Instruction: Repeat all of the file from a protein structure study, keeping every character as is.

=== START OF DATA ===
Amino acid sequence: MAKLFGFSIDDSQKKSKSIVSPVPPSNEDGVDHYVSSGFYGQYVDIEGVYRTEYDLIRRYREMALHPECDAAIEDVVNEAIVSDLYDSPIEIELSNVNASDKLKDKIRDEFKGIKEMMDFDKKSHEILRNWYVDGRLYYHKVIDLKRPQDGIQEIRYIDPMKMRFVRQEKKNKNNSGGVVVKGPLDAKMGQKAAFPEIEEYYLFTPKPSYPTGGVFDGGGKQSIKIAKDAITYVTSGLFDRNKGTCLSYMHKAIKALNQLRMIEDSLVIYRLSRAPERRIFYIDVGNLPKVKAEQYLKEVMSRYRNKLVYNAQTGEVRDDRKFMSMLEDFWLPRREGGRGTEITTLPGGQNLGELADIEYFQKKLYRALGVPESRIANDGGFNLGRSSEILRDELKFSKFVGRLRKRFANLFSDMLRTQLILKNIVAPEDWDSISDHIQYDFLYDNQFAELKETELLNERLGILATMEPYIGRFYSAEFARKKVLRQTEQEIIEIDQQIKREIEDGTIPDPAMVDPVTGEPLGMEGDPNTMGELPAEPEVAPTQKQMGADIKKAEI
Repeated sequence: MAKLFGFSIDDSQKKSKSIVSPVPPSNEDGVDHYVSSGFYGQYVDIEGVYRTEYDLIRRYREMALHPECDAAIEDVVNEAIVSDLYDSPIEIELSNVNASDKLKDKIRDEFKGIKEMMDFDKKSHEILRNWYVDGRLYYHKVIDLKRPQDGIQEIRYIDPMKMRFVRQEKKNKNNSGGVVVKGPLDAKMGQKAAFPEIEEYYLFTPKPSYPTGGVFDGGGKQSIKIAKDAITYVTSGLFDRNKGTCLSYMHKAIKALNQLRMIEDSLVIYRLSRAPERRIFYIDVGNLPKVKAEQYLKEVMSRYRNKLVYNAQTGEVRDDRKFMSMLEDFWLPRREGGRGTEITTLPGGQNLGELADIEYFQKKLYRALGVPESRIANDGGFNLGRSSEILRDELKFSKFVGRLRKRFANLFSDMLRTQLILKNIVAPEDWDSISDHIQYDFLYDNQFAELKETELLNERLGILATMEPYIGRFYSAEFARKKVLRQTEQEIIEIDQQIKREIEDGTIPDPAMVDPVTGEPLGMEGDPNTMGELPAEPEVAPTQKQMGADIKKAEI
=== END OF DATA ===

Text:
Amino acid sequence: MAKLFGFSIDDSQKKSKSIVSPVPPSNEDGVDHYVSSGFYGQYVDIEGVYRTEYDLIRRYREMALHPECDAAIEDVVNEAIVSDLYDSPIEIELSNVNASDKLKDKIRDEFKGIKEMMDFDKKSHEILRNWYVDGRLYYHKVIDLKRPQDGIQEIRYIDPMKMRFVRQEKKNKNNSGGVVVKGPLDAKMGQKAAFPEIEEYYLFTPKPSYPTGGVFDGGGKQSIKIAKDAITYVTSGLFDRNKGTCLSYMHKAIKALNQLRMIEDSLVIYRLSRAPERRIFYIDVGNLPKVKAEQYLKEVMSRYRNKLVYNAQTGEVRDDRKFMSMLEDFWLPRREGGRGTEITTLPGGQNLGELADIEYFQKKLYRALGVPESRIANDGGFNLGRSSEILRDELKFSKFVGRLRKRFANLFSDMLRTQLILKNIVAPEDWDSISDHIQYDFLYDNQFAELKETELLNERLGILATMEPYIGRFYSAEFARKKVLRQTEQEIIEIDQQIKREIEDGTIPDPAMVDPVTGEPLGMEGDPNTMGELPAEPEVAPTQKQMGADIKKAEI
Repeated sequence: MAKLFGFSIDDSQKKSKSIVSPVPPSNEDGVDHYVSSGFYGQYVDIEGVYRTEYDLIRRYREMALHPECDAAIEDVVNEAIVSDLYDSPIEIELSNVNASDKLKDKIRDEFKGIKEMMDFDKKSHEILRNWYVDGRLYYHKVIDLKRPQDGIQEIRYIDPMKMRFVRQEKKNKNNSGGVVVKGPLDAKMGQKAAFPEIEEYYLFTPKPSYPTGGVFDGGGKQSIKIAKDAITYVTSGLFDRNKGTCLSYMHKAIKALNQLRMIEDSLVIYRLSRAPERRIFYIDVGNLPKVKAEQYLKEVMSRYRNKLVYNAQTGEVRDDRKFMSMLEDFWLPRREGGRGTEITTLPGGQNLGELADIEYFQKKLYRALGVPESRIANDGGFNLGRSSEILRDELKFSKFVGRLRKRFANLFSDMLRTQLILKNIVAPEDWDSISDHIQYDFLYDNQFAELKETELLNERLGILATMEPYIGRFYSAEFARKKVLRQTEQEIIEIDQQIKREIEDGTIPDPAMVDPVTGEPLGMEGDPNTMGELPAEPEVAPTQKQMGADIKKAEI